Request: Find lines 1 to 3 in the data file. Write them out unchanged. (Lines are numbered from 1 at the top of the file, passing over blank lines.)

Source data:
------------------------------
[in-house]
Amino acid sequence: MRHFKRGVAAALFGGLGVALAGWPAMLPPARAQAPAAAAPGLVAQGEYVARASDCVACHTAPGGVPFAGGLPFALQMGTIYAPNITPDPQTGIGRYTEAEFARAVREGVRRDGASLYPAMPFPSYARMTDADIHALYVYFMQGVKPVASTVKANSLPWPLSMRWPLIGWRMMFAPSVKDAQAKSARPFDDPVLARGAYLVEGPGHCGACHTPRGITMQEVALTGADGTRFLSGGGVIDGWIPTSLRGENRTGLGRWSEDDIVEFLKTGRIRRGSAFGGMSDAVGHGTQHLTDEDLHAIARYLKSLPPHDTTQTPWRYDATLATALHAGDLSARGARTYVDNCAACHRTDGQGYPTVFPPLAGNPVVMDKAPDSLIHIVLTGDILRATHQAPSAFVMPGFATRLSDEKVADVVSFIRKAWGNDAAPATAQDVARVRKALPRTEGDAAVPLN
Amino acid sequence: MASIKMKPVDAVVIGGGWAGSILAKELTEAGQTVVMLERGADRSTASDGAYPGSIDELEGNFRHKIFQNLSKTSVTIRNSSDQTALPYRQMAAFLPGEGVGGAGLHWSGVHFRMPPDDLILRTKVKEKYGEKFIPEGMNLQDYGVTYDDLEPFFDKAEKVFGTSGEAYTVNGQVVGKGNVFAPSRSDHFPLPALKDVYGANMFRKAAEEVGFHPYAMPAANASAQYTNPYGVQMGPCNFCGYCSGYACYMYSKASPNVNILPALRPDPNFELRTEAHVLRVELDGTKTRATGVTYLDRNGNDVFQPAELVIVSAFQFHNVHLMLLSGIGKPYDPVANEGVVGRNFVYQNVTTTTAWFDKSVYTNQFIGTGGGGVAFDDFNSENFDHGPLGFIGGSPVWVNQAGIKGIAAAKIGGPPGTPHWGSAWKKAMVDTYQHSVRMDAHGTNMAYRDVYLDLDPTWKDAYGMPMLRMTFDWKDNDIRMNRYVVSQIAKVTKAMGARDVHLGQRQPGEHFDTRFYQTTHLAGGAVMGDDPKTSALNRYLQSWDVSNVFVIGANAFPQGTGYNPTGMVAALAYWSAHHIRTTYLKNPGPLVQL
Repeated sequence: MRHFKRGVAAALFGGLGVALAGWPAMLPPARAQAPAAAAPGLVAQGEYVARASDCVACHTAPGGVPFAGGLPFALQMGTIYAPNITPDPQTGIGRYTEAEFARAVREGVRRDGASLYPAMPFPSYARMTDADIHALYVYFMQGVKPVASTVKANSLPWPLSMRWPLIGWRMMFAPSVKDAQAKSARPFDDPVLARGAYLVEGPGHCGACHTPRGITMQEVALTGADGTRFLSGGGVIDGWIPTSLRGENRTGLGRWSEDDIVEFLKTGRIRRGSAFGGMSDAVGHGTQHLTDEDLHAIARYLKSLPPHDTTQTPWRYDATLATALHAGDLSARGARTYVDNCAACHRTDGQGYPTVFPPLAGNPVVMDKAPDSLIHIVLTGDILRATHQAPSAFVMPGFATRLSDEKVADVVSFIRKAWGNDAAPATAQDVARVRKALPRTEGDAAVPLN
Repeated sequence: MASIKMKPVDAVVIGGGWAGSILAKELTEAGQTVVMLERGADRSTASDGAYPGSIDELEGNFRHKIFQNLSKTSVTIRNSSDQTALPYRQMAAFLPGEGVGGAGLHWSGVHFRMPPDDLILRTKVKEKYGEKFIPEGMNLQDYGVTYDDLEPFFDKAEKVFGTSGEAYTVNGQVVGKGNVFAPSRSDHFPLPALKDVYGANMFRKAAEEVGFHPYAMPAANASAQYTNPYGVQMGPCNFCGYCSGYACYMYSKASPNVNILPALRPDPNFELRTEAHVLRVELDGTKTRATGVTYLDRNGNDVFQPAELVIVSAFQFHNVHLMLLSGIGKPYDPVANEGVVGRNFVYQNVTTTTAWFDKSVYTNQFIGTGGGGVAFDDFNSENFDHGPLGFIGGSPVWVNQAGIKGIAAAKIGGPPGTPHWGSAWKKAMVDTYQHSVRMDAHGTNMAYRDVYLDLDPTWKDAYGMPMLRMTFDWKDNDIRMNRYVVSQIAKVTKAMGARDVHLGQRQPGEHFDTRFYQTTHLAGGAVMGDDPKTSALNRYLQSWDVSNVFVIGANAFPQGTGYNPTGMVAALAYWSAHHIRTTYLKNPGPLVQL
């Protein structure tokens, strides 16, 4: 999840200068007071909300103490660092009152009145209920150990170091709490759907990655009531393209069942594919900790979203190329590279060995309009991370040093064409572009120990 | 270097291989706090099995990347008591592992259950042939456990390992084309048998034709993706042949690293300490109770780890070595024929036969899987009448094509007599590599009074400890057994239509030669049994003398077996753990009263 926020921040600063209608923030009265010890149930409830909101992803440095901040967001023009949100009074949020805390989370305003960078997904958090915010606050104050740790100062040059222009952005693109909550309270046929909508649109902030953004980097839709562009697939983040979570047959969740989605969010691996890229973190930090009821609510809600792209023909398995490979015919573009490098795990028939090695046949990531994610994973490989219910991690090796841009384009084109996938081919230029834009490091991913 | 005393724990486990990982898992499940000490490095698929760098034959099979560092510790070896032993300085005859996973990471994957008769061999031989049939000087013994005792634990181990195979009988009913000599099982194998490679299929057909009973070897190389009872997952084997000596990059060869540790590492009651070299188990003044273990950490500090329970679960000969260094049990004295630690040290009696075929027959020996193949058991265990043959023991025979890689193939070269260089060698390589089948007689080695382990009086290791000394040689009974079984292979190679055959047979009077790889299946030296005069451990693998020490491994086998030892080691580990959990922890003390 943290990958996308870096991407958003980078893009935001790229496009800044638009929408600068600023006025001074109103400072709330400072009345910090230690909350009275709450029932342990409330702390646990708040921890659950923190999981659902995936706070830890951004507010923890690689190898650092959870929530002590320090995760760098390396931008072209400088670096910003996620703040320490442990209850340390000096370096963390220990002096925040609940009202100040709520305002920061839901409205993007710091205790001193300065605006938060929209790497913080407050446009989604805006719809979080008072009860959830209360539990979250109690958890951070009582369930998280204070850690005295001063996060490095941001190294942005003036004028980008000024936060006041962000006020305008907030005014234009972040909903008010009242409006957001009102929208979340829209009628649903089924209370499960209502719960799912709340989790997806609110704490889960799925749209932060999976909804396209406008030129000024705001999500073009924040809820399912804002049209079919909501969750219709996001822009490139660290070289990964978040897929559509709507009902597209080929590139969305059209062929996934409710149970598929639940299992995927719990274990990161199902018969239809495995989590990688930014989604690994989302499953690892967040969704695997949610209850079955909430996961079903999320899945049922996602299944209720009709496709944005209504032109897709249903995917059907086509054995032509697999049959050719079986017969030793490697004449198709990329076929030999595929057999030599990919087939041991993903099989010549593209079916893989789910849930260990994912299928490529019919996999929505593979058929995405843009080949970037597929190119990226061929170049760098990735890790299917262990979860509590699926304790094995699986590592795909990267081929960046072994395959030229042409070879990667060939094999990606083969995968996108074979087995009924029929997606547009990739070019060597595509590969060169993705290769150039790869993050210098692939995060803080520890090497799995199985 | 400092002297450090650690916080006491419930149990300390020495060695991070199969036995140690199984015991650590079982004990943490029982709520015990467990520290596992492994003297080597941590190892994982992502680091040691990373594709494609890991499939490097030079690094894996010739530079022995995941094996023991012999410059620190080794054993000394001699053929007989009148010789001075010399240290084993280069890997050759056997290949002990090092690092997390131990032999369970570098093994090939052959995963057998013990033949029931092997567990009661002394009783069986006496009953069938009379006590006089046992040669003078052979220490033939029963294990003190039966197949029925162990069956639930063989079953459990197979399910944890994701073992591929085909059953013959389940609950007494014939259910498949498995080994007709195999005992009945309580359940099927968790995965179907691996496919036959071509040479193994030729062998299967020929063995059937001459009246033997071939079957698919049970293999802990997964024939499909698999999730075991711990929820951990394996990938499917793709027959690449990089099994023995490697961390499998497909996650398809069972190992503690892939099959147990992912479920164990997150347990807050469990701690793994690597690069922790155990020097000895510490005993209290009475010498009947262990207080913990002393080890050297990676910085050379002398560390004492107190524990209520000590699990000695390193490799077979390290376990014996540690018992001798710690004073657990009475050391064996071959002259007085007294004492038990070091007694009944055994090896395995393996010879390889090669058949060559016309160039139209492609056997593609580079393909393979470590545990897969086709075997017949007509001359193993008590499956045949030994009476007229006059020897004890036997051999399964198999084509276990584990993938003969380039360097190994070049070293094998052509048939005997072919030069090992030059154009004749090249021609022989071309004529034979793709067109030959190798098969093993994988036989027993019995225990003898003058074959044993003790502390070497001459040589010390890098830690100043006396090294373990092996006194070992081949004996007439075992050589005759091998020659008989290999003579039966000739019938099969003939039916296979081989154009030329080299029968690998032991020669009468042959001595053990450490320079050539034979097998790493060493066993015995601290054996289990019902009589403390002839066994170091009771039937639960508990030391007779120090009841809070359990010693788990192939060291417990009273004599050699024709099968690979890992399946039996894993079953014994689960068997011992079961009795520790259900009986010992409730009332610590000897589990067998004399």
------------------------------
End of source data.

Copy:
[in-house]
Amino acid sequence: MRHFKRGVAAALFGGLGVALAGWPAMLPPARAQAPAAAAPGLVAQGEYVARASDCVACHTAPGGVPFAGGLPFALQMGTIYAPNITPDPQTGIGRYTEAEFARAVREGVRRDGASLYPAMPFPSYARMTDADIHALYVYFMQGVKPVASTVKANSLPWPLSMRWPLIGWRMMFAPSVKDAQAKSARPFDDPVLARGAYLVEGPGHCGACHTPRGITMQEVALTGADGTRFLSGGGVIDGWIPTSLRGENRTGLGRWSEDDIVEFLKTGRIRRGSAFGGMSDAVGHGTQHLTDEDLHAIARYLKSLPPHDTTQTPWRYDATLATALHAGDLSARGARTYVDNCAACHRTDGQGYPTVFPPLAGNPVVMDKAPDSLIHIVLTGDILRATHQAPSAFVMPGFATRLSDEKVADVVSFIRKAWGNDAAPATAQDVARVRKALPRTEGDAAVPLN
Amino acid sequence: MASIKMKPVDAVVIGGGWAGSILAKELTEAGQTVVMLERGADRSTASDGAYPGSIDELEGNFRHKIFQNLSKTSVTIRNSSDQTALPYRQMAAFLPGEGVGGAGLHWSGVHFRMPPDDLILRTKVKEKYGEKFIPEGMNLQDYGVTYDDLEPFFDKAEKVFGTSGEAYTVNGQVVGKGNVFAPSRSDHFPLPALKDVYGANMFRKAAEEVGFHPYAMPAANASAQYTNPYGVQMGPCNFCGYCSGYACYMYSKASPNVNILPALRPDPNFELRTEAHVLRVELDGTKTRATGVTYLDRNGNDVFQPAELVIVSAFQFHNVHLMLLSGIGKPYDPVANEGVVGRNFVYQNVTTTTAWFDKSVYTNQFIGTGGGGVAFDDFNSENFDHGPLGFIGGSPVWVNQAGIKGIAAAKIGGPPGTPHWGSAWKKAMVDTYQHSVRMDAHGTNMAYRDVYLDLDPTWKDAYGMPMLRMTFDWKDNDIRMNRYVVSQIAKVTKAMGARDVHLGQRQPGEHFDTRFYQTTHLAGGAVMGDDPKTSALNRYLQSWDVSNVFVIGANAFPQGTGYNPTGMVAALAYWSAHHIRTTYLKNPGPLVQL